Arctic ice minimum 3rd-lowest since ‘79
The National Snow and Ice Data Center said Sept. 17 that Arctic sea ice appears to have reached its minimum extent for the year, the third-lowest minimum since the start of satellite measurements in 1979.
The center said this year’s minimum is above the record and near-record minimum extents of the last two years, but “further reinforces the strong negative trend in summertime ice extent observed over the past 30 years.”
2009 sea ice extent dropped to 1.97 million square miles on Sept. 12, and the center said that appears to be the lowest point of the year, as sea ice has now begun to grow in response to autumn cooling.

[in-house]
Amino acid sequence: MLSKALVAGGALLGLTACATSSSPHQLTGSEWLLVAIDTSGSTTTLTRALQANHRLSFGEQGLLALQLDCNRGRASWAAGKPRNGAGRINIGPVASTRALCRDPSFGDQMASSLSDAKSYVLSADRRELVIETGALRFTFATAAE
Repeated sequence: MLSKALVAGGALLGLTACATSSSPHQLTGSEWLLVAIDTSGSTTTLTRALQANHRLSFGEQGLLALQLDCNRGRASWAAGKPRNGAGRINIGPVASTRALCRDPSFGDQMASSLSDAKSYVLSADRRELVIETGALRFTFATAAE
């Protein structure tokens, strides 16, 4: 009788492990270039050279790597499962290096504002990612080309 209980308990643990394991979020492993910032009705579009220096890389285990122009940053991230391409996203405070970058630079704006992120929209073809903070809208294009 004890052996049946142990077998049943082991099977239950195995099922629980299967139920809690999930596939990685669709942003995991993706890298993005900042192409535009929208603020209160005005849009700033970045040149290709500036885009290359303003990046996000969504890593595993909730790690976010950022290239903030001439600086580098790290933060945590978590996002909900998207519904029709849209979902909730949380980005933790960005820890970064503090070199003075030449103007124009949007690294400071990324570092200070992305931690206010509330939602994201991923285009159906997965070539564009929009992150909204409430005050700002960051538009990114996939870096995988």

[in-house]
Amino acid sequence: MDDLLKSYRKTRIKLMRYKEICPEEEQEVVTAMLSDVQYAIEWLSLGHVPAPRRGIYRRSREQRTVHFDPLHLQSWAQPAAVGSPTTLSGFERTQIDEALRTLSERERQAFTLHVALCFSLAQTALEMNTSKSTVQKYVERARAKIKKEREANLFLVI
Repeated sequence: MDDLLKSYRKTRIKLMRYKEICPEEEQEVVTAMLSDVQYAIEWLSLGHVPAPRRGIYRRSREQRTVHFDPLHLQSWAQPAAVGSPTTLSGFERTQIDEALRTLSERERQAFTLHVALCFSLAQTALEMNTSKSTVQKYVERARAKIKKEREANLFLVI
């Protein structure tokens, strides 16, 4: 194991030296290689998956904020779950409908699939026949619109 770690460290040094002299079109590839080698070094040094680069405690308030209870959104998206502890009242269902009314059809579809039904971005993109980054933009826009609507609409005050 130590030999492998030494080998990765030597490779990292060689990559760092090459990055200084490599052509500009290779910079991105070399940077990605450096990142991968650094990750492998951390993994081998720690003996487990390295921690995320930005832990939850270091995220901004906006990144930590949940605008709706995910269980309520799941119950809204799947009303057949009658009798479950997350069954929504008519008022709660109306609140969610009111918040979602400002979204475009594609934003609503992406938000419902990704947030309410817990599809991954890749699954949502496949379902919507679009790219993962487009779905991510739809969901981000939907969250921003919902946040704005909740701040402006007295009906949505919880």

The 2009 minimum is 620,000 square miles below the 1979 to 2000 average minimum and 490,000 square miles below the 1979 to 2008 average minimum.
The center said temperatures this summer were relatively cooler than in the last two years, especially in the Chukchi and Beaufort seas, and winds also tended to disperse the ice pack over a larger region.
Scientists do not consider this year’s higher minimum to be a recovery, as the minimum is 20 percent below the 30-year average minimum and the Arctic is still dominated by younger, thinner ice, which is more vulnerable to seasonal melt.